Accepted version, 465.4Kb
This file wil be publicly accessible from 2022-03-11
Request a copy
Request a copy
Tan, K. K. H., Schmidt, J. M., Ellis, S. J., Veale, J. F., & Byrne, J. L. (2021). ‘It’s how the world around you treats you for being trans’: mental health and wellbeing of transgender people in Aotearoa New Zealand. Psychology & Sexuality, 1–13. https://doi.org/10.1080/19419899.2021.1897033
Permanent Research Commons link: https://hdl.handle.net/10289/14208
Globally, transgender people have been described as a highly marginalised population due to cisgenderism that delegitimises their gender identities and expressions. Despite robust evidence from many countries noting the association of discrimination and stigma for being transgender with heightened mental health risks, qualitative research that examines the nuances of mental health indicators using health equity frameworks has been scant both in Aotearoa/New Zealand and overseas. Using an inductive thematic approach, this paper analysed 222 open-text responses in the mental health section of the 2018 Counting Ourselves: Aotearoa New Zealand, Trans and Non-binary Health Survey. Our findings showed four overarching themes: gender-affirming healthcare, mental healthcare services and accessibility, gender minority stress, and self-affirmation and social support. Participants’ narratives described pervasive gender minority stress experiences in gender-affirming and mental healthcare services, including unmet healthcare needs, lack of competency in healthcare delivery, and pathologisation of their genders. In social settings, our participants commonly reported discrimination and violence, although they also reported that self-affirmation strategies and social support offset the impacts of gender minority stress on their mental health. The current findings indicate the importance of exploring mental health outcomes for transgender people in relation to cisgenderism and resultant gender minority stress.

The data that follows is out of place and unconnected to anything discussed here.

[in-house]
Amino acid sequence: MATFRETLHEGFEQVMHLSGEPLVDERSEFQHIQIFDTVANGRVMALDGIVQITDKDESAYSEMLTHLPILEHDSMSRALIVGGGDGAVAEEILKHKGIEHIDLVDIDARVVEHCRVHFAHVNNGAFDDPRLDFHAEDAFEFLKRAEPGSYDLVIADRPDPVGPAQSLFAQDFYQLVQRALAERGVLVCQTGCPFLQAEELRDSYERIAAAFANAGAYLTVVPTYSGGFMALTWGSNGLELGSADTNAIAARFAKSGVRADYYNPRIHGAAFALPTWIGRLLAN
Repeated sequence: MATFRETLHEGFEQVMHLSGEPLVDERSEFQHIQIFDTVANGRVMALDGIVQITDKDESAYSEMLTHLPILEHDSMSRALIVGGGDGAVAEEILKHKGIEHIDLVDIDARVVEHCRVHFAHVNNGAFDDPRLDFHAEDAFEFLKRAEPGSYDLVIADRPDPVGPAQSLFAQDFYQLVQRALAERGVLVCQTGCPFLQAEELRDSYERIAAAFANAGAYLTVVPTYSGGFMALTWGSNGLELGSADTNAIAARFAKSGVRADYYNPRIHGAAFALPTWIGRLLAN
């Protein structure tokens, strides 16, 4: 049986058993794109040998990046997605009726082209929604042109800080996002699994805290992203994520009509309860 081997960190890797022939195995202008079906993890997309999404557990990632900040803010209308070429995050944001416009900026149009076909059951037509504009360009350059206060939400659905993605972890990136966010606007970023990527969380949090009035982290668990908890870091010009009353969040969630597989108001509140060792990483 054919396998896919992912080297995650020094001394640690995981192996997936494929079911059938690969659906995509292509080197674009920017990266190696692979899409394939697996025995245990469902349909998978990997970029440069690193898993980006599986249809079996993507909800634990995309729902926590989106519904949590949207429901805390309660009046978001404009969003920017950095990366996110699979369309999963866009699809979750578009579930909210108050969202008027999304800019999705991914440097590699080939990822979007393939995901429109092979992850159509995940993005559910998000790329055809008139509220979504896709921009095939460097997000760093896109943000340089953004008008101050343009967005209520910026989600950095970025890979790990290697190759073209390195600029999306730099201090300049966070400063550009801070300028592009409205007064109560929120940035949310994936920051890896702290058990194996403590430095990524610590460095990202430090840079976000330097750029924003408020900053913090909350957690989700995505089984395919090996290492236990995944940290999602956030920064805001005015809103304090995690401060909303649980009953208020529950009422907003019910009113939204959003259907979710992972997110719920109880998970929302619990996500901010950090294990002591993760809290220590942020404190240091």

Informa UK Limited
This is an Accepted Manuscript of an article published by Taylor & Francis in Psychology & Sexuality on March 10, 2021, available online: http://www.tandfonline.com/10.1080/19419899.2021.1897033.